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Developer search prompts a migration to microservices

See how microservices have changed the development team's makeup, not just the application architecture, for one company on its way to leave monolithic apps behind.

Most stories of a migration to microservices start with developers yearning for more application stability during frequent code updates, or the ability to scale without resource compromises, or a route out of dependency hell.

But for Scott Bassin, engineering director at Ibotta Inc., a Denver-based mobile shopping rewards provider, none of those usual reasons applied. He wanted to attract and retain the best developers.

New developers struggled to comprehend a whole application to develop features or improvements for it. "The monolith was hard to get into engineers' heads," Bassin said. With microservices, engineers can focus on one independent functional component of the application: "[Microservices] future-proof the app for the skilled workforce," he said.

Microservices vs. monoliths

Microservices are generally language-independent, so an organization can stick with whatever modern code language the staff already uses, such as Java or Python. Developers must adjust their perspective on application architecture to make the migration to microservices. "Developers need to understand how the architecture impacts how [they] build good software," said Jason Bloomberg, president at analysis firm Intellyx in Suffolk, Va.

Developers in independent teams can work concurrently on an application with a microservices architecture, but they must understand the context of their project within the broad architecture. Microservices are grouped by business domains for the core values they provide, Bloomberg explained. Microservices that share a business domain are tightly coupled to provide related tasks and functionality within applications. To compose an application, these domains form loosely coupled relationships amongst each other. Organizations considering a migration to microservices should model the existing application framework to this relationship-based setup.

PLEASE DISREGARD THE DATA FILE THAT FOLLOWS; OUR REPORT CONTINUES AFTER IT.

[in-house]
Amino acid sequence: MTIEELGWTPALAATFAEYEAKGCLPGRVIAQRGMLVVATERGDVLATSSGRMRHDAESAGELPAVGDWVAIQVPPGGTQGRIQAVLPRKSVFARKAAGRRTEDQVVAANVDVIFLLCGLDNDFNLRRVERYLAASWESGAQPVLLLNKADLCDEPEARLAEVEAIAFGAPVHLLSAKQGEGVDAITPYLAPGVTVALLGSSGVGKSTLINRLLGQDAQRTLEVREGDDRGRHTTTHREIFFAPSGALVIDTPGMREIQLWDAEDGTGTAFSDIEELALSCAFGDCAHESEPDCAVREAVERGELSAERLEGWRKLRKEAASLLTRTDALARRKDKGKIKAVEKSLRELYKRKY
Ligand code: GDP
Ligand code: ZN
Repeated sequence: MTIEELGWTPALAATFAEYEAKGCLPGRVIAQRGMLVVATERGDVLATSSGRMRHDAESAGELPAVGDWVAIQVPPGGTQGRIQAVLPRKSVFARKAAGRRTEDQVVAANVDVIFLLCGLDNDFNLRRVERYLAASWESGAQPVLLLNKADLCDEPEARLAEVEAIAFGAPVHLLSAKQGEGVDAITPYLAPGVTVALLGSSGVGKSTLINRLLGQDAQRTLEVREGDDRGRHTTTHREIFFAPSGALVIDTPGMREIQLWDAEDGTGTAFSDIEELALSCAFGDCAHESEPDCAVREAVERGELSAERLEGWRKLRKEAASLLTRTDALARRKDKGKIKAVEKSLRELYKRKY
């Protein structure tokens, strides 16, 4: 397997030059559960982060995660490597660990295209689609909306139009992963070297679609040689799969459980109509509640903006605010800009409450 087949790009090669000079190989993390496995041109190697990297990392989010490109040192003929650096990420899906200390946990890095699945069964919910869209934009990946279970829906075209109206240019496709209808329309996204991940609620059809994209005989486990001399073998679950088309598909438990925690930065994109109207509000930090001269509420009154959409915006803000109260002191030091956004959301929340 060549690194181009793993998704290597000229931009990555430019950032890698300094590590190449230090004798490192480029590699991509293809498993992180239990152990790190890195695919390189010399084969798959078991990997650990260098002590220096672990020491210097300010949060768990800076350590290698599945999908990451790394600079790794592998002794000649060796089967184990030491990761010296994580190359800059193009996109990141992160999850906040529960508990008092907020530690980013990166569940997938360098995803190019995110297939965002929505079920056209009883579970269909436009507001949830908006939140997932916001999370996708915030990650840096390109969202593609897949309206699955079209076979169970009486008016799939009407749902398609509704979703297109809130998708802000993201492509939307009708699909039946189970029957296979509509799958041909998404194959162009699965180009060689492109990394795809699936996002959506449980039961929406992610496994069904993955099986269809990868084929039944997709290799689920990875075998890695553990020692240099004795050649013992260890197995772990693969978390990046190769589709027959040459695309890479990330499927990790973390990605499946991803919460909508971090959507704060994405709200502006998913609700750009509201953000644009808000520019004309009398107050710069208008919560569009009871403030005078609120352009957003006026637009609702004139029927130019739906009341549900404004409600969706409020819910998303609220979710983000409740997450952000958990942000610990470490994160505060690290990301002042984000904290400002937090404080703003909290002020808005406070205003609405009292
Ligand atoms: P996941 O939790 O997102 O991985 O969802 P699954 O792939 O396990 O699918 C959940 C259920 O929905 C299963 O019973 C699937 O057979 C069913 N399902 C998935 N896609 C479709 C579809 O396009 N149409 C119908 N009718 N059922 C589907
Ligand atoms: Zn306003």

The monolith [app structure] was hard to get into engineers' heads. ... [Microservices] future-proof the app for the skilled workforce.
Scott Bassinengineering director, Ibotta

When microservices are decoupled in this way, engineers know exactly what problem to focus on, Bassin said. He added that the microservices architecture drives development to a degree he didn't anticipate when the migration began -- it pushes what he calls slowness factors, such as scaling limitations and dependencies, out of application features.

Organizations that modernize applications address technical debt, especially in large enterprises, said Brandon Carroll, director of transformation, DevOps and cloud services at IT services provider TEKsystems Inc. in Hanover, Md. Developers aren't required to manage code in place with microservices as they do with monolithic apps, and they can quickly release code to a container rather than deploy a whole app update, he said. Enterprises can reduce total cycle times and deploy releases faster with independent microservices because they no longer manage thousands of lines of dependent code.

Migration advice: Start early, hire to disrupt

Ibotta's team turned to microservices development with the addition of its 30th engineer, but Bassin said if he could go back to day one, he would have started the migration to microservices sooner. He advises other software teams to lift core functionality out of a monolithic application more proactively than his team did.

Ibotta's developers still work with a monolith in tandem with microservices, and that's not an unusual scenario, Bloomberg said. Modularized applications are patterns that date back to the advent of object-oriented programming and then service-oriented architecture, but there's no magic formula. Microservices solve some problems with additional flexibility and new business capabilities, even when the big, old software architecture refuses to die, he said.

Hiring managers should seek team members that advance the organization's digital roadmap -- you don't pick up microservices developers to maintain the status quo, Bloomberg said. "You're [hiring them] to get a software-based capability that will change the nature of your business."

Carroll exhorted company leaders to engage with this effort and prepare not only to hire great talent, but also shepherd existing staff through the cultural and skills changes to work with microservices.

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Should organizations pursue a gradual migration to microservices or rearchitect the whole application at once?